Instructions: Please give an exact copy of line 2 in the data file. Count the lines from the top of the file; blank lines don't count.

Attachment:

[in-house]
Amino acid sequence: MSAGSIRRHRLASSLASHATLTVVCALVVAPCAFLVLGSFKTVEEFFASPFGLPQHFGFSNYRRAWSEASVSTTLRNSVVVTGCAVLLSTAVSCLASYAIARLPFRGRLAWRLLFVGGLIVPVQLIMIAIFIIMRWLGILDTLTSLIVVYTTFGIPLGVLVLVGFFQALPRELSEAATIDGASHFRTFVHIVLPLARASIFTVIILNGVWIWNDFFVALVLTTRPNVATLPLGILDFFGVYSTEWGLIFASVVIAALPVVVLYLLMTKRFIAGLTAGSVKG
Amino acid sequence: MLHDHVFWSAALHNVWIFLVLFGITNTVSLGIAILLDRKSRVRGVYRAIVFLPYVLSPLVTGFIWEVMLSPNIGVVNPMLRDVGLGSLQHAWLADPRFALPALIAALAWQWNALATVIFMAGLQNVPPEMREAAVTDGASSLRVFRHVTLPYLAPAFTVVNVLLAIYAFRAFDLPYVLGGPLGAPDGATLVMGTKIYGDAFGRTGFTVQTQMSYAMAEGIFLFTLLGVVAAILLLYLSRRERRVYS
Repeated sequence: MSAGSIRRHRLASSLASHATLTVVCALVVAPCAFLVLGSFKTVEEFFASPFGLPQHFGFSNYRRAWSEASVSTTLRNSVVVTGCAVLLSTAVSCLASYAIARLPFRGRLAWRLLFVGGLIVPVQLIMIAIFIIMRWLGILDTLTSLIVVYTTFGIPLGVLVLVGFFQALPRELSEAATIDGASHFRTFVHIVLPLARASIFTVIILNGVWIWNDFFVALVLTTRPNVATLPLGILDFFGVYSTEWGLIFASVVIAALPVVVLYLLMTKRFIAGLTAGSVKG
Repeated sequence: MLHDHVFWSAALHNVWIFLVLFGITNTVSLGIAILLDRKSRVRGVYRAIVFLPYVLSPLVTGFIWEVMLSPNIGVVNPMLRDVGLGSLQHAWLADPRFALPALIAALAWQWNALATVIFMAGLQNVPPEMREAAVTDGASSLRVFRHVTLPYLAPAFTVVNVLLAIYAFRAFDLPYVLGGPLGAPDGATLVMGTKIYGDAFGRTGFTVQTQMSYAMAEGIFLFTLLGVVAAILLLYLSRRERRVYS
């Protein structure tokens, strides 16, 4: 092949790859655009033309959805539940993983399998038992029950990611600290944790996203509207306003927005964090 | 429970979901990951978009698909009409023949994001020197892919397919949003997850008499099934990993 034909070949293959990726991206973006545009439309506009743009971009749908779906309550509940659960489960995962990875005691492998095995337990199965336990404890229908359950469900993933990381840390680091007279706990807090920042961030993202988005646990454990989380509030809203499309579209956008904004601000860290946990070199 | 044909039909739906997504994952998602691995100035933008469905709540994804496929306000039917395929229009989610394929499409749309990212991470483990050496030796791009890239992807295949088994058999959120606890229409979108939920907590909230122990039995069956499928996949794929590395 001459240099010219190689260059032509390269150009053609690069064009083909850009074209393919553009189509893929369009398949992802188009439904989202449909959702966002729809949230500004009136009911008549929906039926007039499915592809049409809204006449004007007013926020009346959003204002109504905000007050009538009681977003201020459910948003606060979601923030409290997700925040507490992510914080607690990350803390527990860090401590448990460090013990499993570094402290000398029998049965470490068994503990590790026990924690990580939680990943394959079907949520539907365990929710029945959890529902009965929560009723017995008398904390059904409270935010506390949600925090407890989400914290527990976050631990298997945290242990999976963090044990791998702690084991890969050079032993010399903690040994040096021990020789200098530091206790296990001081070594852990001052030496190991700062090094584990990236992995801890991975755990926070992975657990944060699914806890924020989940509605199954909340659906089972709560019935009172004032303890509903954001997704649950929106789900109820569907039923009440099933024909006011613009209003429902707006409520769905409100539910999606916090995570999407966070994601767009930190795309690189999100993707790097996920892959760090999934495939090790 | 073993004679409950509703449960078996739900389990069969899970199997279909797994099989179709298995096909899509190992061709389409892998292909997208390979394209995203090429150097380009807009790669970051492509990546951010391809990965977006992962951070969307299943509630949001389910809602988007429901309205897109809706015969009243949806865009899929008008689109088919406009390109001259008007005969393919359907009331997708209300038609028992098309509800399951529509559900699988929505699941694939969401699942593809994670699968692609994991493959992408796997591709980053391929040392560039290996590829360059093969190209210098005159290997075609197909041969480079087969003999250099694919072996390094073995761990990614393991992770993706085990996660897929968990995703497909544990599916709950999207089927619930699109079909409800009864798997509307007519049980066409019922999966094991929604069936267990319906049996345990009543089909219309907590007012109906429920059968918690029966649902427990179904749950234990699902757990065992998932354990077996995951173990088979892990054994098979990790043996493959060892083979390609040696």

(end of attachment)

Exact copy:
Amino acid sequence: MSAGSIRRHRLASSLASHATLTVVCALVVAPCAFLVLGSFKTVEEFFASPFGLPQHFGFSNYRRAWSEASVSTTLRNSVVVTGCAVLLSTAVSCLASYAIARLPFRGRLAWRLLFVGGLIVPVQLIMIAIFIIMRWLGILDTLTSLIVVYTTFGIPLGVLVLVGFFQALPRELSEAATIDGASHFRTFVHIVLPLARASIFTVIILNGVWIWNDFFVALVLTTRPNVATLPLGILDFFGVYSTEWGLIFASVVIAALPVVVLYLLMTKRFIAGLTAGSVKG